SW Legal studies in Business

Choice of Law Points to State with Most Interests in a Matter Involving Two States
Description Appeals court held that, in a choice of law conflict for a diversity suit filed in federal court in Arkansas, the court should apply Louisiana law to resolve the case. The plaintiff was from Louisiana, the defendant did business in Louisiana, and the injury occurred in Louisiana. The fact that the defendant is headquartered in Arkansas does not outweigh the other factors.
Topic Court Procedure
Key Words Choice of Law
C A S E   S U M M A R Y
Facts Hughes, a Louisiana resident, bought a gasoline container at a Wal-Mart store in Louisiana. Later, he was using the container, which had diesel fuel in it, to burn tree stumps on his property. When he was pouring fuel the container ignited and exploded, burning his daughter nearby. He sued Wal-Mart in federal court in Arkansas, where Wal-Mart is headquartered, for selling a defective product. Wal-Mart, responding to the suit, contended that Louisiana products liability law, not Arkansas products liability law, should govern the case. Hughes opposed the motion, contending that Arkansas law (which would be more favorable to him) should govern the case. The trial court held that Louisiana law would be applied; Hughes appealed.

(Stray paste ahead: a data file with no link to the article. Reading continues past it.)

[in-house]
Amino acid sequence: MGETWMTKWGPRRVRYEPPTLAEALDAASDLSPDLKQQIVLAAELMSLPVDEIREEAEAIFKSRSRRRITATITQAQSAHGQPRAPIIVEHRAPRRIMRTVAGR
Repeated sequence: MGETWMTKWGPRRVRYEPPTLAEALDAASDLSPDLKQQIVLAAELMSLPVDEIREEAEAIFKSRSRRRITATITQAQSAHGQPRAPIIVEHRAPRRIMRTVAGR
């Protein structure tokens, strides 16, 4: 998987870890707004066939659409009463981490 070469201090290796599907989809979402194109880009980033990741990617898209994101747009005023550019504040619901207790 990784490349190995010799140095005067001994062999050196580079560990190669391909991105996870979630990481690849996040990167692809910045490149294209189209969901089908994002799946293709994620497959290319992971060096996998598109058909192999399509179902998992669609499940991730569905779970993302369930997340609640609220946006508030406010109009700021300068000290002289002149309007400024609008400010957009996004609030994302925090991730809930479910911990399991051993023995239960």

Decision Affirmed. Under Arkansas' choice of law rule, courts consider five factors to determine which state's law applies to a tort action: 1) predictability of results; 2) maintenance of interstate and international order; 3) simplification of the judicial task; 4) advancement of the forum's governmental interests; and 5) application of the better rule of law. These factors point to an application of Louisiana law because Louisiana has significant, if not all, contacts with facts relevant to the litigation. The container was bought by a Louisiana resident at a Wal-Mart in Louisiana and the injury occurred in Louisiana. The only contact with Arkansas is that Wal-Mart has its principal place of business there. Applying the factors indicates that they are either neutral or point to Louisiana as having the strongest state interest in the matter.
Citation Hughes v. Wal-Mart Stores, Inc., 250 F.3d 618 (8th Cir., 2001)

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